Battle at Bali Hai continues – The Anna Maria Island Sun Newspaper
HOLMES BEACH – Special Magistrate Michael Connolly ruled in the city’s favor in two code compliance cases against the owners of the Bali Hai Beach Resort, but attorney Louis Najmy says the fight’s not over.
Closing out an April 26 code compliance special magistrate hearing were two cases involving Bali Hai – one for having more units than allowed and another for renting electric low-speed vehicles on the property.
The first case involved renting GEM cars on the property without the rentals being an approved use under the site plan. Representing the resort’s ownership, including majority owner Shawn Kaleta, Najmy said that while the GEM cars are on the property at any given time, they are not rented by the resort. Instead, he said, they’re owned and rented through a third-party affiliate business, AMI GEM Cars, and he provided communication from the owners stating that they’re not otherwise involved with Bali Hai.
After looking at documentation from code compliance officers showing that the cars were available for rent through the resort’s front desk, Connolly ruled that the resort’s owners cannot rent or store the cars on the property and they cannot advertise them for rent through Bali Hai. He did acknowledge that if a guest of the resort has rented a GEM car and it’s parked on the property that it would not be a violation.
The resort’s website has since been updated to reflect that GEM cars are available but are rented through AMI GEM Cars, not Bali Hai.
The second case, concerning the existence of a non-permitted 43rd unit on the property, caused Najmy to ask Connolly to recuse himself, saying that he feels the special magistrate is biased against his client, Kaleta. Connolly said that he’s sorry Najmy feels that way but if the attorney puts his concerns in writing he’d have to consider it.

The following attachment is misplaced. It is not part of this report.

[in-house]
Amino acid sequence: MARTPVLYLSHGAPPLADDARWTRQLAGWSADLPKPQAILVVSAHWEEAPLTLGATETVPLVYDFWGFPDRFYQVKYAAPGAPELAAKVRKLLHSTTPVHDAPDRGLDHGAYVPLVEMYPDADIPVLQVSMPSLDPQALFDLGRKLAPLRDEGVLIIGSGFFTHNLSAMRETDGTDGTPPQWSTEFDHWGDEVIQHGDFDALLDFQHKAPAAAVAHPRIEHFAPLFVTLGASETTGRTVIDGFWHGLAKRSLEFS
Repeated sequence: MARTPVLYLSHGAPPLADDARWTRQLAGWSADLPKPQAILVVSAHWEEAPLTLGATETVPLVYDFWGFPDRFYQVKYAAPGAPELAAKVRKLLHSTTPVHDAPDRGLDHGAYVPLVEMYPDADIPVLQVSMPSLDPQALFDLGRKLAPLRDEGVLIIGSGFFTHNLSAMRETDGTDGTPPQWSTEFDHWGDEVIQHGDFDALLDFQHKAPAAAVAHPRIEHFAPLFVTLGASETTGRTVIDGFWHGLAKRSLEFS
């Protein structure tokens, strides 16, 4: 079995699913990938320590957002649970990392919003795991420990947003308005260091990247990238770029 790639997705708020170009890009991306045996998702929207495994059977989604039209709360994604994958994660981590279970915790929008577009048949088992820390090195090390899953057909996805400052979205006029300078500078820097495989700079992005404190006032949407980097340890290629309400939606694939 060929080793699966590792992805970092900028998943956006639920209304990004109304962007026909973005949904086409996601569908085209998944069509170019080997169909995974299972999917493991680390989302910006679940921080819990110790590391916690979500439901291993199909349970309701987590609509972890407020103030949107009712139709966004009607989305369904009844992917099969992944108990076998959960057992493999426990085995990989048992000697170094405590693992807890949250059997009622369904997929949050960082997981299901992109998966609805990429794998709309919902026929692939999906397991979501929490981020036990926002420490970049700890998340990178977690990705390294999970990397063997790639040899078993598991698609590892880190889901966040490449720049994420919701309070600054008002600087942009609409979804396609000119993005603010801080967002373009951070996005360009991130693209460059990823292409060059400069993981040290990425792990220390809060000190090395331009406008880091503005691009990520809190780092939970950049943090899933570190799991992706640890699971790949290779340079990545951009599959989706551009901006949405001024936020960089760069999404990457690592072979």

After hearing statements from code officers along with City Planner Bill Brisson, Connolly ruled that the resort’s owners are in violation of city codes, having one unit over the maximum of 42 that Bali Hai is grandfathered to have. While the various building plans presented by city staff and Najmy showed the unit in question as a rentable unit on some and a flex space without sleeping quarters on another, staff noted that they had observed the unit to have sleeping accommodations. Najmy argued that while the unit does exist, it’s used as a backup in case one of the other 42 units is in need of repairs and is unable to be rented. He said the resort never rents more than 42 units at a time.
City Attorney Erica Augello said it doesn’t matter if the resort only rents 42 units at a time; having a 43rd unit available puts the resort over its maximum density because of the ability to rent 43 units.
Connolly ordered that the resort’s owners come into compliance by removing the 43rd unit on the property and provide documentation to the building official proving that there are only 42 units available on the property.
The battle over uses at Bali Hai isn’t ending with the special magistrate hearings. Several cases are pending in Manatee County court appealing Connolly’s rulings against the resort owners and the site plan approval granted by Holmes Beach commissioners restricting uses on the property.
As of press time for The Sun, no hearings were scheduled in any of the pending cases.